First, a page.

Facts of the Case

Provided by Oyez

The Civil Rights Act of 1875 affirmed the equality of all persons in the enjoyment of transportation facilities, in hotels and inns, and in theaters and places of public amusement. Though privately owned, these businesses were like public utilities, exercising public functions for the benefit of the public and, thus, subject to public regulation. In five separate cases, a black person was denied the same accommodations as a white person in violation of the 1875 Act.



  1. Does the Civil Rights Act of 1875 violate the 10th Amendment of the Constitution which reserves all powers not granted to the national government to the states or to the people?


  1. Differentiating between state and private action, the majority ruled that the Fourteenth Amendment did not permit the federal government to prohibit discriminatory behavior by private parties. Thus, Sections 1 and 2 of the Civil Rights Act of 1875 were unconstitutional because they exceeded Congress's authority under the Fourteenth Amendment by purporting to regulate the conduct of private individuals. The Court held the Act likewise exceeded Congress’s authority under the Thirteenth Amendment, which bars involuntary servitude and is restricted to prohibiting ownership of slaves, not other forms of discriminatory conduct.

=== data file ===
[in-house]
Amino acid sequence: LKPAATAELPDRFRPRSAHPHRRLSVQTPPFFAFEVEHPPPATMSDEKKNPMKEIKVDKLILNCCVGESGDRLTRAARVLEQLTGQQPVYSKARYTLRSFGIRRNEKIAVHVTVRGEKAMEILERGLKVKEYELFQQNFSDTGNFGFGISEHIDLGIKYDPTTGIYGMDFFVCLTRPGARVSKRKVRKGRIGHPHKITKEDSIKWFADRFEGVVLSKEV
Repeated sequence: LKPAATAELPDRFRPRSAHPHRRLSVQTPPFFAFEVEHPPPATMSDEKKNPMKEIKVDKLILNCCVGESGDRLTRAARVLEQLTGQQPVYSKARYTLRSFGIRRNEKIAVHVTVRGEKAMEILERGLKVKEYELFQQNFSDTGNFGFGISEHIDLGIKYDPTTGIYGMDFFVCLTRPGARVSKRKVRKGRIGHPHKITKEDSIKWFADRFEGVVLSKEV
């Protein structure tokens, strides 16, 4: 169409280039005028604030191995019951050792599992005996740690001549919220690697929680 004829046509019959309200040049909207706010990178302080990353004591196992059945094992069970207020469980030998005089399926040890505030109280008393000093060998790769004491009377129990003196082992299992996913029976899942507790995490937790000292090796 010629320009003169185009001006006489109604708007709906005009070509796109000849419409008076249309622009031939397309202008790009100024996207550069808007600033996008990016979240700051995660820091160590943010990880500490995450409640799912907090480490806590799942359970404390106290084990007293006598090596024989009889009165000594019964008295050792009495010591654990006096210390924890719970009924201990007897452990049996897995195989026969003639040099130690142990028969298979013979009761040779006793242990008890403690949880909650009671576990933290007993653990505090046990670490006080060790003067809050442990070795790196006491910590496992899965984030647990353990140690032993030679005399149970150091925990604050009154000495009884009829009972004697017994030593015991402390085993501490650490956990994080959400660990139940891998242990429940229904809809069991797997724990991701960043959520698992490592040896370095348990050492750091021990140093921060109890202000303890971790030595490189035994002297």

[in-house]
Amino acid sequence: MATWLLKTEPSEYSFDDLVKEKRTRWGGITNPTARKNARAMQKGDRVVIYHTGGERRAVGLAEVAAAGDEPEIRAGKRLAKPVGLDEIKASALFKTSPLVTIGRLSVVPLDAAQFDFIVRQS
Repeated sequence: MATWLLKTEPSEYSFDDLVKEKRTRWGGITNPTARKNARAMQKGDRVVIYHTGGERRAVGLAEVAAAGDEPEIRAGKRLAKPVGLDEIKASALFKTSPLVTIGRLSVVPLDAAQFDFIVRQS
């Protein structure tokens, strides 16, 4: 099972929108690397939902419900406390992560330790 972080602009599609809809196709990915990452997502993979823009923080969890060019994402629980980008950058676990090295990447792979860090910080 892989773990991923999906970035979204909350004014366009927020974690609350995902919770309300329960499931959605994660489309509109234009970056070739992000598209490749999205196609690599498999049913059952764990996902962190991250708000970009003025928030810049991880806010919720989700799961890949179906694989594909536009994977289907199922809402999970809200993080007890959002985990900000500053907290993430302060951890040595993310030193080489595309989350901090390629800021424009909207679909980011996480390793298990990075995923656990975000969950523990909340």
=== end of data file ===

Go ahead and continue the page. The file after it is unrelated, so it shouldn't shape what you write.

Justice Harlan advocated for a broader interpretation of the Thirteenth and Fourteenth Amendments. He pointed to the public function that these private places of accommodation serve. Harlan argued the line between state and private action is often blurred, such as how private railroads provide the government function of facilitating travel. He suggested that restrictions on the right to travel might violate the Thirteenth Amendment prohibition against involuntary servitude, and argued that the Privileges or Immunities Clause of the Fourteenth Amendment may also be implicated. 

2019 National Lawyers Convention


The Mayflower Hotel
1127 Connecticut Avenue, NW
Washington, DC 20036